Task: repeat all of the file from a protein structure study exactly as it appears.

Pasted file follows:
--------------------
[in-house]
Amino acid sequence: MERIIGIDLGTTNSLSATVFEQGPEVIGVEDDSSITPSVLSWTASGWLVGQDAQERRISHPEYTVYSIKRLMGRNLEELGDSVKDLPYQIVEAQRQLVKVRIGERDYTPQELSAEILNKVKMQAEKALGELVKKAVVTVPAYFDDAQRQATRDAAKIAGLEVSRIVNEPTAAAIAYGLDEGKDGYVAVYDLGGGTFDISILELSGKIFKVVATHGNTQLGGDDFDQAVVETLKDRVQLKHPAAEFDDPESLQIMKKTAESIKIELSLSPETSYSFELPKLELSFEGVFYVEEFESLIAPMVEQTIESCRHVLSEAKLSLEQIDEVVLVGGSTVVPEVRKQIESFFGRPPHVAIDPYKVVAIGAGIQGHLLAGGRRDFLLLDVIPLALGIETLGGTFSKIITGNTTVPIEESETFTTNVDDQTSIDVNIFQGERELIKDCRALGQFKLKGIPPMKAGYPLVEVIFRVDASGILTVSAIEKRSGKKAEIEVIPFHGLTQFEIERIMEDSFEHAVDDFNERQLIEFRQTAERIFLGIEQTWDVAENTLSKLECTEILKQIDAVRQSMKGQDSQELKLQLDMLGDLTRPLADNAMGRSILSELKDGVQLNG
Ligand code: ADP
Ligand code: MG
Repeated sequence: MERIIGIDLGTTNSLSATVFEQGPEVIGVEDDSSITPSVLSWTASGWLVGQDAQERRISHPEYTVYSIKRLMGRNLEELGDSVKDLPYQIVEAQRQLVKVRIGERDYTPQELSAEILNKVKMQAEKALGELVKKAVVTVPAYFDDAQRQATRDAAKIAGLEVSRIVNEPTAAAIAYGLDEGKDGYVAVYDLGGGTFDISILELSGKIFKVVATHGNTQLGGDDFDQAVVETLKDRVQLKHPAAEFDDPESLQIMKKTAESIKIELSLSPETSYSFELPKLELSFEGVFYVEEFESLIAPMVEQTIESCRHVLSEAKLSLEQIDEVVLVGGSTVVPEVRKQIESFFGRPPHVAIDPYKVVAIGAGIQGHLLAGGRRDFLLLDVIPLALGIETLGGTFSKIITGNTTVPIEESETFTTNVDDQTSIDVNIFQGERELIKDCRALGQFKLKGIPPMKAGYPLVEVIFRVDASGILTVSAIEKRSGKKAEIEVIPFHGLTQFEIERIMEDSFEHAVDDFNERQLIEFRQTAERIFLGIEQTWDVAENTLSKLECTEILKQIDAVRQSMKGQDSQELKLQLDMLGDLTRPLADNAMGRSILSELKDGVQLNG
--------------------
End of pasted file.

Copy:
[in-house]
Amino acid sequence: MERIIGIDLGTTNSLSATVFEQGPEVIGVEDDSSITPSVLSWTASGWLVGQDAQERRISHPEYTVYSIKRLMGRNLEELGDSVKDLPYQIVEAQRQLVKVRIGERDYTPQELSAEILNKVKMQAEKALGELVKKAVVTVPAYFDDAQRQATRDAAKIAGLEVSRIVNEPTAAAIAYGLDEGKDGYVAVYDLGGGTFDISILELSGKIFKVVATHGNTQLGGDDFDQAVVETLKDRVQLKHPAAEFDDPESLQIMKKTAESIKIELSLSPETSYSFELPKLELSFEGVFYVEEFESLIAPMVEQTIESCRHVLSEAKLSLEQIDEVVLVGGSTVVPEVRKQIESFFGRPPHVAIDPYKVVAIGAGIQGHLLAGGRRDFLLLDVIPLALGIETLGGTFSKIITGNTTVPIEESETFTTNVDDQTSIDVNIFQGERELIKDCRALGQFKLKGIPPMKAGYPLVEVIFRVDASGILTVSAIEKRSGKKAEIEVIPFHGLTQFEIERIMEDSFEHAVDDFNERQLIEFRQTAERIFLGIEQTWDVAENTLSKLECTEILKQIDAVRQSMKGQDSQELKLQLDMLGDLTRPLADNAMGRSILSELKDGVQLNG
Ligand code: ADP
Ligand code: MG
Repeated sequence: MERIIGIDLGTTNSLSATVFEQGPEVIGVEDDSSITPSVLSWTASGWLVGQDAQERRISHPEYTVYSIKRLMGRNLEELGDSVKDLPYQIVEAQRQLVKVRIGERDYTPQELSAEILNKVKMQAEKALGELVKKAVVTVPAYFDDAQRQATRDAAKIAGLEVSRIVNEPTAAAIAYGLDEGKDGYVAVYDLGGGTFDISILELSGKIFKVVATHGNTQLGGDDFDQAVVETLKDRVQLKHPAAEFDDPESLQIMKKTAESIKIELSLSPETSYSFELPKLELSFEGVFYVEEFESLIAPMVEQTIESCRHVLSEAKLSLEQIDEVVLVGGSTVVPEVRKQIESFFGRPPHVAIDPYKVVAIGAGIQGHLLAGGRRDFLLLDVIPLALGIETLGGTFSKIITGNTTVPIEESETFTTNVDDQTSIDVNIFQGERELIKDCRALGQFKLKGIPPMKAGYPLVEVIFRVDASGILTVSAIEKRSGKKAEIEVIPFHGLTQFEIERIMEDSFEHAVDDFNERQLIEFRQTAERIFLGIEQTWDVAENTLSKLECTEILKQIDAVRQSMKGQDSQELKLQLDMLGDLTRPLADNAMGRSILSELKDGVQLNG